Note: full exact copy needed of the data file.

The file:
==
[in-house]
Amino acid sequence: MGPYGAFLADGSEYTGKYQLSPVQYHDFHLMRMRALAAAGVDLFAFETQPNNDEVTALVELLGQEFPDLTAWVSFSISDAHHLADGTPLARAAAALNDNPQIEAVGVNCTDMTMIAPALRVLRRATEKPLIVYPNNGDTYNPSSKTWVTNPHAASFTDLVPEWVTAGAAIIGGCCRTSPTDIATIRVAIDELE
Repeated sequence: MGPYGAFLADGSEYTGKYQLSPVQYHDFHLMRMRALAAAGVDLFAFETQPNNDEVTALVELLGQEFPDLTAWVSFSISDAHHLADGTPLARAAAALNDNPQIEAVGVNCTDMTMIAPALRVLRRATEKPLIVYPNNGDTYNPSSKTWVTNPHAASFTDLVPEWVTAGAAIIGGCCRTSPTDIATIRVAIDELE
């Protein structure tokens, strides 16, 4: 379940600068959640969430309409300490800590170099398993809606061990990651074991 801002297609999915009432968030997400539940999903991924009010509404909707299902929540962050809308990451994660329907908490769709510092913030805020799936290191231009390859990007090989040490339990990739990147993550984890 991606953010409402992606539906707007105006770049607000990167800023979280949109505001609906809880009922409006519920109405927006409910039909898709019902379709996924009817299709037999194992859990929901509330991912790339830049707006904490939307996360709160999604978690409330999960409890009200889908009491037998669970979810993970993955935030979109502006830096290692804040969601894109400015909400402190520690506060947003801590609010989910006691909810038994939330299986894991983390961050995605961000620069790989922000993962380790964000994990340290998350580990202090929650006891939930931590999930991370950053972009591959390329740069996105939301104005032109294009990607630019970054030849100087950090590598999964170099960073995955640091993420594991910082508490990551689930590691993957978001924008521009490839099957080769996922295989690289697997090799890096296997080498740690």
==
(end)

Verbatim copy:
[in-house]
Amino acid sequence: MGPYGAFLADGSEYTGKYQLSPVQYHDFHLMRMRALAAAGVDLFAFETQPNNDEVTALVELLGQEFPDLTAWVSFSISDAHHLADGTPLARAAAALNDNPQIEAVGVNCTDMTMIAPALRVLRRATEKPLIVYPNNGDTYNPSSKTWVTNPHAASFTDLVPEWVTAGAAIIGGCCRTSPTDIATIRVAIDELE
Repeated sequence: MGPYGAFLADGSEYTGKYQLSPVQYHDFHLMRMRALAAAGVDLFAFETQPNNDEVTALVELLGQEFPDLTAWVSFSISDAHHLADGTPLARAAAALNDNPQIEAVGVNCTDMTMIAPALRVLRRATEKPLIVYPNNGDTYNPSSKTWVTNPHAASFTDLVPEWVTAGAAIIGGCCRTSPTDIATIRVAIDELE
């Protein structure tokens, strides 16, 4: 379940600068959640969430309409300490800590170099398993809606061990990651074991 801002297609999915009432968030997400539940999903991924009010509404909707299902929540962050809308990451994660329907908490769709510092913030805020799936290191231009390859990007090989040490339990990739990147993550984890 991606953010409402992606539906707007105006770049607000990167800023979280949109505001609906809880009922409006519920109405927006409910039909898709019902379709996924009817299709037999194992859990929901509330991912790339830049707006904490939307996360709160999604978690409330999960409890009200889908009491037998669970979810993970993955935030979109502006830096290692804040969601894109400015909400402190520690506060947003801590609010989910006691909810038994939330299986894991983390961050995605961000620069790989922000993962380790964000994990340290998350580990202090929650006891939930931590999930991370950053972009591959390329740069996105939301104005032109294009990607630019970054030849100087950090590598999964170099960073995955640091993420594991910082508490990551689930590691993957978001924008521009490839099957080769996922295989690289697997090799890096296997080498740690």